Plans to build the world's largest wind farm off the Yorkshire coast have been given the green light by the Government.
When completed, the Dogger Bank Creyke Beck project will be more than double the size of the UK’s current biggest offshore windfarm, comprising of two 200-turbine plots located across an 500 square km area.
The relatively shallow, 30m deep seabed around 130km from the coast is expected to offer prime conditions to lay foundations and construct turbines.
The development, which is estimated to cost between £6billion and £8billion, will become one of the UK’s largest power generators – second to the Drax coal-fired station in North Yorkshire - and its biggest source of renewable energy.
The Government hopes it will power nearly 2 million homes, fulfil 2.5 percent of Britain's electricity needs and support 900 jobs.
When completed, Dogger Bank could create up to 4,750 new direct and indirect full time equivalent jobs, and generate more than £1.5 billion for the UK economy according to Forewind, the consortium behind the project.
Eco-friendly cities: in pictures
Eco-friendly cities: in pictures
1/10 1. Copenhagen, Denmark
55% of residents in the Danish capital cycle to work or school, and over 30% of public transport uses renewable fuel. The city is also aiming to be carbon-neutral by 2025.
2/10 2. Stockholm, Sweden
All trains in the Swedish capital run on renewable fuels, and buses run on a hybrid of ethanol and electricity. The city also has seven nature reserves which improve air quality.
3/10 3. Hamburg, Germany
The German city, which was the European Green Capital in 2011, uses 200,000 low-energy lamps across 400 public buildings. 3,000 hectares of state-owned parkland are also available for the million people who use them every week.
4/10 4. Vitoria-Gasteiz, Spain
There are over 130,000 trees and 90km of bicycle lanes in this northern city of Spain. Citizens also have access to 210 organic farming plots, and there is a public green space within 300 metres of every house.
5/10 5. Nantes, France
As the first city in France to re-introduce electric tramways, Nantes has set itself targets to reduce air pollution and carbon dioxide emissions. 15% of daily travels are undertaken on public transport, and only 11% of rubbish goes to landfill.
6/10 6. Bristol, UK
The birthplace of Banksy and this year’s European Green Capital, Bristol employs around 9000 people in its low carbon economy initiative. Additionally, 34% of the city is made up of green and blue open spaces and homes have become 25% more efficient over the last decade.
7/10 7. Ljubljana, Slovenia
The Slovenian capital has a pedestrian-only city-centre and 94% of residents take part in the organic waste collection system. With over 190km of cycle paths and almost all residents living less than 300m from public transport, the city has promoted environmentally-friendly ways of travelling.
8/10 8. Oslo, Norway
The Norweigan capital has the world’s most electric cars per capita, reducing emissions by 50% since 1991. With the aim to make public transport fossil fuel-free by 2020, the city’s authority is making sure residents are as eco-friendly as possible.
9/10 9. Brussels, Belgium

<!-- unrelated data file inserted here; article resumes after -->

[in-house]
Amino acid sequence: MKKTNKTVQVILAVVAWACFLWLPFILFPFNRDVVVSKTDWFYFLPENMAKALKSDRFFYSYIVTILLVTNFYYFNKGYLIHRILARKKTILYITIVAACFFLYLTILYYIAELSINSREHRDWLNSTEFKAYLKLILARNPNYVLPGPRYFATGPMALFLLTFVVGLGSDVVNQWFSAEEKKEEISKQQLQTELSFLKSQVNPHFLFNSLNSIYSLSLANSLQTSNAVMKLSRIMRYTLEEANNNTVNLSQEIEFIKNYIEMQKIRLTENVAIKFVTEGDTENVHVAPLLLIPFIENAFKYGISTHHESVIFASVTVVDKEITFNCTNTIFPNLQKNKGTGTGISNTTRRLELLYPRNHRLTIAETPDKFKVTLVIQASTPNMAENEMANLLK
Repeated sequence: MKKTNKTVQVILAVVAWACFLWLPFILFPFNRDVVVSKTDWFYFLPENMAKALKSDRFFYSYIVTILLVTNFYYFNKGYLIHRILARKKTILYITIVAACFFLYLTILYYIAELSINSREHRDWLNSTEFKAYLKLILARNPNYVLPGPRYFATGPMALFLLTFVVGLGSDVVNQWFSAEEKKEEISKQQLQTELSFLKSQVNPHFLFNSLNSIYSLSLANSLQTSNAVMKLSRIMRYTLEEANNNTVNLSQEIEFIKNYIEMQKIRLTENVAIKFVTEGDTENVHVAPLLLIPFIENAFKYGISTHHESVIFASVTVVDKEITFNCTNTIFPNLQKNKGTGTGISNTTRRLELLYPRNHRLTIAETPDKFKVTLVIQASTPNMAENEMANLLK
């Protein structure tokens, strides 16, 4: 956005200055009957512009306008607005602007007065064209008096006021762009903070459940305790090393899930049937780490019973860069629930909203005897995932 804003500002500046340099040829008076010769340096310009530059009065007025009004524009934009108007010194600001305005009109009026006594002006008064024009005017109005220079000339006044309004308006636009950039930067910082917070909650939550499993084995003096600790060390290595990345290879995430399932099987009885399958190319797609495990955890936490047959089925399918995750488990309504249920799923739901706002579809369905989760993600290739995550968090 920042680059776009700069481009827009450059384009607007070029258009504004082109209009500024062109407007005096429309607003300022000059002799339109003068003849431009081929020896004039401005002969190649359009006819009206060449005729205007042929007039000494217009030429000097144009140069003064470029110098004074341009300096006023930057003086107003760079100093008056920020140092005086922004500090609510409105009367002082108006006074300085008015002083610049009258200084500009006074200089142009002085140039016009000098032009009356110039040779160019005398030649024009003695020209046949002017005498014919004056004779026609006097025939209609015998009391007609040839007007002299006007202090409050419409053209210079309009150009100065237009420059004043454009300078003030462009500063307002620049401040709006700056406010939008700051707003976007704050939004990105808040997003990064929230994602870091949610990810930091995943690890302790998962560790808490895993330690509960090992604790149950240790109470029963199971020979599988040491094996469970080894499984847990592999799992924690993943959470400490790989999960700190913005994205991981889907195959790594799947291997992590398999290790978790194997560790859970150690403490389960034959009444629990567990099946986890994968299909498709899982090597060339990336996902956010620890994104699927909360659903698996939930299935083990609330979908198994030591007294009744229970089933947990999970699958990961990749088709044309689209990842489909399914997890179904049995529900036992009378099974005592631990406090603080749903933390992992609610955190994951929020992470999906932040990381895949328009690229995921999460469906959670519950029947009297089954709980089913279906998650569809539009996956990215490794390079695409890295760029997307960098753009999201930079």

Best known for its beer and chocolate, the city which is home to the European Parliament, reduced CO2 emissions by 13,000 tonnes between 2007 and 2009. By 2018, it hopes to have reduced car traffic by 20% from its 2001 level.
10/10 10. Nijmegen, Netherlands
Located on the River Waal, this lesser-known Dutch city fuels its buses with biogas and citizen participation is encouraged through multiple green initiatives. Around 14,000 homes are heated using a network of waste heat, and the city aims to be energy neutral by 2040.
Energy and Climate Change Secretary Ed Davey, who approved the application for the development, hailed the project a “great boost” for Yorkshire and Humberside, as the Government attempts to boost the economies of norther cities.
He added: “This development has the potential to support hundreds of green jobs and power up to 2 million homes.
“Making the most of Britain’s home grown energy is creating jobs and businesses in the UK, getting the best deal for consumers and reducing our reliance on foreign imports. Wind power is vital to this plan, with £14.5 billion invested since 2010 into an industry which supports 35,400 jobs.”
Nick Medic, director of offshore renewables at RenewableUK, the wind industry association, called the project “awesome” and said it is likely the most significant infrastructure projects ever undertaken by the wind industry.
“Dogger Bank demonstrates the sheer potential of offshore technology to turn our vast ocean and wind resources into green energy. It is a project that pushes the offshore engineering envelope - demonstrating how far this technology has evolved in the ten short years since the first major offshore wind farm was installed in North Hoyle just 5 miles from shore.
He added: “In return, offshore wind will generate much more than just electricity: it will turn the country into a green-economy powerhouse, creating jobs and business growth for years to come. Finally, we offer our congratulations for the team at the Forewind consortium taking this project to its consent.”
However, this is the first step in a mammoth project, and the first turbines could still be years away from being built. Forewind has yet to make a final investment decision, with falling oil prices and uncertainties over wind energy subsidies likely to play a part.